York Town Square

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Hillary Clinton’s rally site in York a little odd

tuccDem presidential candidate Hillary Clinton will hold a rally at the intersection of West Market and Beaver on Saturday in York, Pa., seen at the 9 o’clock position in this drawing. (See more about this drawing below.) Background posts: Downtown thrived in post-WW II York – 9/20 iconic images, ‘It’s something you can’t experience at a store in the mall’ and President Buchanan’s fall reflected his presidency.

The Hillary Clinton campaign’s pick of intersection for its York rally is a little weird.
That’s not a particularly distinguished city intersection, at least in 2008… .

One block west, and the Colonial Courthouse replica and Gates/Plough Tavern complex awaits.
One block east, York’s historic Continental Square, site of the the old courthouse where Congress adopted the Articles of Confederation.
Here’s some background on the key buildings on the rather gritty intersection set for the Clinton rally, Hillary Clinton’s second visit to York and the first of her presidential campaign.
Northeast corner: The current York Bank Building was modeled after the old State House that joined the county courthouse in Continental Square. During the American Revolution, Mad Anthony Wayne set up his headquarters and a recruiting station on that site (visible in drawing at top of post). The building housed York Bank’s headquarters for years but has had little public function under M & T Bank’s ownership.
Northwest corner: The National House (visible in drawing at top of post) is a wonderful landmark, but it has some bad historic symbolism. It was there that Democratic President Martin Van Buren stayed after the Panic of 1837, when the economy was so bad that he refused a lavish dinner because of the way it would have looked.
Southeast corner: This was the site of the church where George Washington worshipped (visible in drawing at top of post) in 1791. Weinbroom Jewelers and Woolworth’s, longtime key tenants in today’s buildings, are no longer in business.
Southwest corner: This site accommodated noted American Revolution officer Maj. John Clark’s house, where the Hall & Sellers press printed money and the Pennsylvania Gazette. The Bon-Ton department store stood proudly here before moving out of the downtown, and the county took it over in the 1990s. The building has since demanded constant infusion of tax dollars for upkeep.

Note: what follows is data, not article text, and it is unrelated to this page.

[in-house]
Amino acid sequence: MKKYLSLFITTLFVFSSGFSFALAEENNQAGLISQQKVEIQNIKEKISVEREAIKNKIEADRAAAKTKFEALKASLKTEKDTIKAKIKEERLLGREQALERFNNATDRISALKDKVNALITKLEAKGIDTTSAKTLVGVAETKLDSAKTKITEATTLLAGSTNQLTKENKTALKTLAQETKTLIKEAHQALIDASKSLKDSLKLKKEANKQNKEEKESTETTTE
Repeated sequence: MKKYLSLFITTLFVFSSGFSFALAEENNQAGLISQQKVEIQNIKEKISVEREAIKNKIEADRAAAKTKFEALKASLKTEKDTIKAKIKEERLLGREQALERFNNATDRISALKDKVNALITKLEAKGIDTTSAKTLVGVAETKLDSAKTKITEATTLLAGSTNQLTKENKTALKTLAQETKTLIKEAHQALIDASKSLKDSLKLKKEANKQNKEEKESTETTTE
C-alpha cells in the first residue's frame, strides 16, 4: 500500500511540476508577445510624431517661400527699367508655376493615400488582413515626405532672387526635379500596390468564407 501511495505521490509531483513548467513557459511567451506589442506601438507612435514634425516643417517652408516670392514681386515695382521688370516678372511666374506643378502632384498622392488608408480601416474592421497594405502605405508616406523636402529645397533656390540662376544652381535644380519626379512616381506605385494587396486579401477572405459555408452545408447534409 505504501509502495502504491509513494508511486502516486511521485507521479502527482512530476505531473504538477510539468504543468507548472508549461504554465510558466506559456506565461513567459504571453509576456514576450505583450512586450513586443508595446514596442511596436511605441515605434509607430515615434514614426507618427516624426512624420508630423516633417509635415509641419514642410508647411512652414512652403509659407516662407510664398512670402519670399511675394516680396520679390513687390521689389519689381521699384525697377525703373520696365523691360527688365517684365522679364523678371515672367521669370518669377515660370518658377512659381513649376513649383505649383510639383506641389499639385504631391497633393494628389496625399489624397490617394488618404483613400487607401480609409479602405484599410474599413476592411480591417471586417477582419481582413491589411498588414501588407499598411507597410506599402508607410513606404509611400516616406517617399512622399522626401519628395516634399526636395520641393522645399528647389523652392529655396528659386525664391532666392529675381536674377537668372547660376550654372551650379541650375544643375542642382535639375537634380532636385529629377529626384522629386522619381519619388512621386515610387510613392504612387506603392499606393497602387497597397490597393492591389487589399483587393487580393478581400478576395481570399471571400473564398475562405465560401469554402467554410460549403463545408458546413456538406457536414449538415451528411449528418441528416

So, however historic, it’s not a happy intersection.
Perhaps the Clinton campaign likes the symbolism of offering hope to a sober situation.
A better location to do that would have been near the Habitat for Humanity house that county Dems and Republicans are jointly remodeling.
Both parties are raising funds and will jointly spend sweat equity in Unity House, one of six Habitat houses being rehabilitated on East Prospect Street in York.
At least the choice of intersection spares the public from seeing candidate Clinton wielding a hammer in a staged construction photograph at Unity House.
But at least Hillary Clinton came to York.


York engraver William Wagner shows the old York Bank building near the West Market and North Beaver street intersection. That’s the National House on the east side of the intersection. (Courtesy, York County Heritage Trust)


12/14/2008 YORK COUNTY HERITAGE TRUST  The National House, or National Hotel, on West Market Street as drawn by William Wagner in 1830. This is probably a more accurate depiction of the hotel where Charles Dickens stopped. [LegacyArchive] submitted the National House - this was drawn by William Wagner in 1830, and is probably a more accurate depiction of the hotel where Dickens stopped to dine and await the Harrisburg Mail.  It is taken from Wagner's "Views of York" 12/14/2008 YORK COUNTY HERITAGE TRUST

About the drawing at top on this post:

The artist of this painting of York pulled from several eras. Bottom right, the York County Court House is seen without its neighbor, the State House, placing the drawing before 1793. But the building at West Market and North Beaver streets, called the National House today, was not constructed until after 1800. Today, the large painting, drawn in the mid- to late-1970s, serves as a backdrop on a stage in Stein Hall at York’s Trinity United Church of Christ. It was part of a sight-and-sound show used to orient new members and tourists.
Additional background posts: First York City Latino councilman temporarily state’s top appointed Dem and York County Dems slumped, GOP prospered in 1980s
For scores of posts on other visits by presidents and presidential candidates, see this blog’s presidential stops category.